A recent spike in online sextortion cases has prompted the PSNI to advise anyone who falls victim to the practice to report it.
Police believe these types of crime are generally under reported and that some people are paying money rather than contacting them.
in his appeal Detective Inspector Kelly said, “Please be aware that criminals might befriend victims online by using a fake identity and then persuade them to perform sexual acts in front of their webcam.
"Criminals then threaten to share the images with the victims’ friends and family. This can make the victims feel embarrassed and ashamed, and prevent them from coming forward to report the incident."
“Perpetrators can be located anywhere, targeting a number of people, targeting victims through dating apps, social media or webcams. Many are based overseas. For the criminal, this is a low risk way to make money and they can reach many victims easily online," DI Kelly added.
"Criminals will always exploit any opportunity to extort money from unsuspecting members of our community, but together we can stop it.
"Even though it may be embarrassing, anybody who is the victim of such a crime should be reassured that we are able to deal with it and we will have dealt with these scenarios before."
One victim of sextortion has come forwards to raise awareness surrounding the issue.
The 21 year old man, who prefers to remain anonymous, says he was duped into performing a sexual act on camera after accepting a random friend request on Facebook from a fake profile.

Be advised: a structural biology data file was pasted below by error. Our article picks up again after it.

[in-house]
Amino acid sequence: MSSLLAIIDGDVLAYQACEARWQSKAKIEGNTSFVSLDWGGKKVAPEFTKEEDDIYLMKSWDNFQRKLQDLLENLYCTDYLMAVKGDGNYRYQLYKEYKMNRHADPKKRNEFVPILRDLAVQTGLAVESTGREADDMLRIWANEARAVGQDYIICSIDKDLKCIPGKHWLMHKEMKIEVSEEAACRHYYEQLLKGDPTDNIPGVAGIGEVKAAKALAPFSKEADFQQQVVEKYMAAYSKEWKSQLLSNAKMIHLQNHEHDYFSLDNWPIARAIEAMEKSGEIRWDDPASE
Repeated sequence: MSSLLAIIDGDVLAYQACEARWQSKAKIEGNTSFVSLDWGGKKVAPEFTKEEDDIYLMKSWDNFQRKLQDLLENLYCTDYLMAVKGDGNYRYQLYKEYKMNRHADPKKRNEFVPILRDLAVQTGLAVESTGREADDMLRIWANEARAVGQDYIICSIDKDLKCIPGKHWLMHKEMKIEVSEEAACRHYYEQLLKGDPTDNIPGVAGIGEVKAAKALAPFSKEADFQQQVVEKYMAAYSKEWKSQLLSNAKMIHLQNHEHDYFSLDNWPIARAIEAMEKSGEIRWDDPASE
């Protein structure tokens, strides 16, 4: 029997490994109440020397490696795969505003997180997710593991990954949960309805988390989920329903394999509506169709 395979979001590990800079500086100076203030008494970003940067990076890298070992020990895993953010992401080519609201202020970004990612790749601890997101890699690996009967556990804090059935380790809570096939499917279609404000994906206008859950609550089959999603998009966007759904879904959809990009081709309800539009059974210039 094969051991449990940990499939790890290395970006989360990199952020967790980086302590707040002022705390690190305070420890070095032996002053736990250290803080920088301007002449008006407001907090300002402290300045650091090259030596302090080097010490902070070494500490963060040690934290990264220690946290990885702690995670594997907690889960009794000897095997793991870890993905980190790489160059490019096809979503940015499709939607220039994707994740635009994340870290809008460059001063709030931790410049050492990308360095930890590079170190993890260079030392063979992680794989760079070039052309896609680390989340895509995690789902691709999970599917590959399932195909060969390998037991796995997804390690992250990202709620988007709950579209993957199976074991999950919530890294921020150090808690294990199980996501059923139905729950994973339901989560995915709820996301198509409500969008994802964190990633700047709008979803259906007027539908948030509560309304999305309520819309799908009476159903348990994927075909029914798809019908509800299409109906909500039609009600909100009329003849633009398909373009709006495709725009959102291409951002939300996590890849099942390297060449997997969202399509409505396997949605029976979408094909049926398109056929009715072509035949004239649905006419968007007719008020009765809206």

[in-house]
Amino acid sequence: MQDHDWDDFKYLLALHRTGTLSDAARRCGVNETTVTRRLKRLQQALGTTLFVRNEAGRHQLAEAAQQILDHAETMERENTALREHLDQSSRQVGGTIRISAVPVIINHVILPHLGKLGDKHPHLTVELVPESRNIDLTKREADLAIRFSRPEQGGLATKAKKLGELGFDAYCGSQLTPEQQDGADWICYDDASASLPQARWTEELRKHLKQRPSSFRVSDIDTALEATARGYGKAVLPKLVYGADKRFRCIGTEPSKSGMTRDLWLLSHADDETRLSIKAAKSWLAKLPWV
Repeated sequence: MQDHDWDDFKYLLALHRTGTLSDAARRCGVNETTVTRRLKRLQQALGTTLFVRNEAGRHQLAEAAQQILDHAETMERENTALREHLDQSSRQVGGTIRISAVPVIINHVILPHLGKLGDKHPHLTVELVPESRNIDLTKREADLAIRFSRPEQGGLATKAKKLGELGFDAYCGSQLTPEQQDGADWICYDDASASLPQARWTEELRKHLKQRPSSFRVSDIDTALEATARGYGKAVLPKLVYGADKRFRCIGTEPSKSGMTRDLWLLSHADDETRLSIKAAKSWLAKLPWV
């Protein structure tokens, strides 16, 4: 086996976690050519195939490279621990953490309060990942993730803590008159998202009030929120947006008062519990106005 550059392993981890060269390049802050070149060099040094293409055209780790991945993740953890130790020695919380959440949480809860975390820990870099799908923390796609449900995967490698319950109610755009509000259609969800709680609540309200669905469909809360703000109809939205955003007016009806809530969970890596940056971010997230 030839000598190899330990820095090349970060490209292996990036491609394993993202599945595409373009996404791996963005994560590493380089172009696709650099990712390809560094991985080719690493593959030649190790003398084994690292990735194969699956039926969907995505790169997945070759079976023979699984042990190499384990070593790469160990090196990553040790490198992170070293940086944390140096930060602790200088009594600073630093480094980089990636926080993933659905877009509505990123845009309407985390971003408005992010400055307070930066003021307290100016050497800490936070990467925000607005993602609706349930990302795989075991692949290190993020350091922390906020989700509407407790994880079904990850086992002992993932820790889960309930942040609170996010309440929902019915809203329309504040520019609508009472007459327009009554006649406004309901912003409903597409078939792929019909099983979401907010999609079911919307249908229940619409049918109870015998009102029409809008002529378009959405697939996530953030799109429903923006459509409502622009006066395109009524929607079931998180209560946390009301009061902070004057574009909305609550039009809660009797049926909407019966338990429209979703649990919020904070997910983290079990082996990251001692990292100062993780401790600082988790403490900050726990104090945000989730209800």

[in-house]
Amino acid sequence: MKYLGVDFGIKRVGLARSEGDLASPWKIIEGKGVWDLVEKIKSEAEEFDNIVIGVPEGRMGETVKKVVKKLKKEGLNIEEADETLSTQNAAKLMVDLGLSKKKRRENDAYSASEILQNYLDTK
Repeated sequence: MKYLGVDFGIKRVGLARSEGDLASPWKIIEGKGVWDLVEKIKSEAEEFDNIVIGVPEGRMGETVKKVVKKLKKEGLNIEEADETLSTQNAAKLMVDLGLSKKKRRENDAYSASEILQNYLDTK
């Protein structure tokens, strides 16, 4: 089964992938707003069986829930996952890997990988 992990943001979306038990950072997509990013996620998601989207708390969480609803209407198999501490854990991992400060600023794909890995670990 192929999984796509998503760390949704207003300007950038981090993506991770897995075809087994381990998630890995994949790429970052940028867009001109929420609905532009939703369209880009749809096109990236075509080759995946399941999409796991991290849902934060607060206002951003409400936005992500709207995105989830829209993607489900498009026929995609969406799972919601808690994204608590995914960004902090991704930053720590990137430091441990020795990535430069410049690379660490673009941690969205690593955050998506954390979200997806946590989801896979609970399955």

He was then threatened with the fake profile saying they would send the video to all of his Facebook friends unless he sent over £500.
After being blackmailed, the 21 year old spoke to his mum who encouraged him to report the incident to police.
In the end, nothing came of the cyber threats despite the victim not handing over the money
Following the recent spike in cases like 21 year old man's, the PSNI has published advice to make sure others don't end up in the same scenario:
Do not share intimate videos online
Do not get lured into compromising situations online such as removing clothes
Remember that what goes online may well stay online
Be wary about who you invite or accept invitations from on social networking sites
Update the privacy settings on your social networking accounts
Do not include any sensitive, private or confidential information in profiles
Be careful on online dating sites
Block nuisance and fraudulent users from further contact with you and also report them for abuse
Do not respond to blackmailer's demands if you become a victim of a scam
If you think that you have been persuaded by anyone to part with payment details, contact your bank or card issuer immediately.”
Anyone with any concerns is being urged to ring 101 or report it to Crimestoppers on 0800 555 111.